The number of Americans filing first-time unemployment claims fell by 75,000 from last week to 712,000, according to Labor Department data released Thursday.

Analysts expected 775,000 claims for the week ending Nov. 28. The previous week’s figure was revised up 9,000 from 778,000 to 787,000.

The states of Illinois, Oregon and Colorado saw the highest rises in claims, while California, Michigan and Texas posted major declines.

The world’s largest economy lost 22 million jobs in March and April and has since been able to fill about half of those positions.

While Americans await the much-anticipated relief bill from Congress, news of lawmakers restarting talks on a new $900 billion stimulus package pushed the dollar lower on concerns of more liquidity in the markets.

The dollar index, which measures the value of the greenback against a basket of currencies, was down almost 0.5% to $90.70 at 9 a.m. EDT (1400GMT), as it continues to lose value against the euro and British pound.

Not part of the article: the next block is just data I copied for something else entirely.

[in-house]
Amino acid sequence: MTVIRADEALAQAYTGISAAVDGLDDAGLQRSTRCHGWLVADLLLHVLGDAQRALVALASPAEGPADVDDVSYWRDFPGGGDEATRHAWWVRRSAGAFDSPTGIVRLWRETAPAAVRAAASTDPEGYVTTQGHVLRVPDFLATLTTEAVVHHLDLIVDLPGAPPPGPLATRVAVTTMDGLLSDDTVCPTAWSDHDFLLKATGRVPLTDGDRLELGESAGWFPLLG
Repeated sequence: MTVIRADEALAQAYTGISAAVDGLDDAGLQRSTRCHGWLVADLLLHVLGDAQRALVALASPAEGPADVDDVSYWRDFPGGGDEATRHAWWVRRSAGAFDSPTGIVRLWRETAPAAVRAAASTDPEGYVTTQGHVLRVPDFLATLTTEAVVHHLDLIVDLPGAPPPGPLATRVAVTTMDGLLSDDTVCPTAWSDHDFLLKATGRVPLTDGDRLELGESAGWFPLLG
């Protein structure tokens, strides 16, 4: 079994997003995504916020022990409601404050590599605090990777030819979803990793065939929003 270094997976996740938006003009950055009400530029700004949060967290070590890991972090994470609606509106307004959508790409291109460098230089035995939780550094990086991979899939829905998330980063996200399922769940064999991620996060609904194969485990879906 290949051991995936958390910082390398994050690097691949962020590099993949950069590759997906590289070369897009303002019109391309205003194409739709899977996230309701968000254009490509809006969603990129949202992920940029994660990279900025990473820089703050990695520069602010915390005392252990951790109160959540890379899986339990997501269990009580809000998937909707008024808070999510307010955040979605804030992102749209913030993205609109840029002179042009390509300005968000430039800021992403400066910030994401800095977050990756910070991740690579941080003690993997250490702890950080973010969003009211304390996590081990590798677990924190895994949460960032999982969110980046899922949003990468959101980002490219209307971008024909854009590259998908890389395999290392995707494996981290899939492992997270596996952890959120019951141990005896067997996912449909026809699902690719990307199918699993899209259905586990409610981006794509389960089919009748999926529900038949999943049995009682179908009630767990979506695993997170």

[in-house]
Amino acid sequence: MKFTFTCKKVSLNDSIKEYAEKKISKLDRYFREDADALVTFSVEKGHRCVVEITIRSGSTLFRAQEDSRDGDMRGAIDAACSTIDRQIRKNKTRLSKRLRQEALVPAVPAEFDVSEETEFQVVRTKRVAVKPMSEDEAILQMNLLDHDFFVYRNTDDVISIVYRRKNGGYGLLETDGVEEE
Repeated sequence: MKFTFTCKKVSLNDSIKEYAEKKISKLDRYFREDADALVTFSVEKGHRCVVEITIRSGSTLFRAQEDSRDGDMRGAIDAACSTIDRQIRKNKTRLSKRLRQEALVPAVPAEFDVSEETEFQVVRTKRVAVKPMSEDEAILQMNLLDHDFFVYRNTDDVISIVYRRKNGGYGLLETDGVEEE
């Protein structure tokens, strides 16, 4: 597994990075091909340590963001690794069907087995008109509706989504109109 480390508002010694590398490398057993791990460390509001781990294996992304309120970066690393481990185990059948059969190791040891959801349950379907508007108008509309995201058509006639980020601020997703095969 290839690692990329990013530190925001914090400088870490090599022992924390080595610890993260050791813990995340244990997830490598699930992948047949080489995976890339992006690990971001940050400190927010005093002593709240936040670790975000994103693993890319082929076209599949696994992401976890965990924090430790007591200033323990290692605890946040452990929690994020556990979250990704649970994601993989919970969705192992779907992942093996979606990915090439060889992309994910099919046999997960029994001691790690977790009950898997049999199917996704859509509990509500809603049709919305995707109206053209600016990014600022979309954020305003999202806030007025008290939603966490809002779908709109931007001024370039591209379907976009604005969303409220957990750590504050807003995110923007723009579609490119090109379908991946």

Investors have turned some of their interest to precious metals to take advantage of cheap prices, with gold up 0.3% to $1,836 per ounce.

US markets are headed for a mixed opening Thursday with the Dow Jones and Nasdaq futures remaining in positive territory, but the S&P 500 on the negative side.

Crude oil prices were mixed as Saudi Arabia-led OPEC and Russia-led non-OPEC countries will decide later Thursday if the 23-nation group known as OPEC+ will extend a production cut agreement into 2021 or lower output.

The group is anticipated to lower crude production cut levels by 0.5 million barrels per day for each of the first three months of next year, which would bring total output from the current 7.7 million to 6.7 million by March 31.

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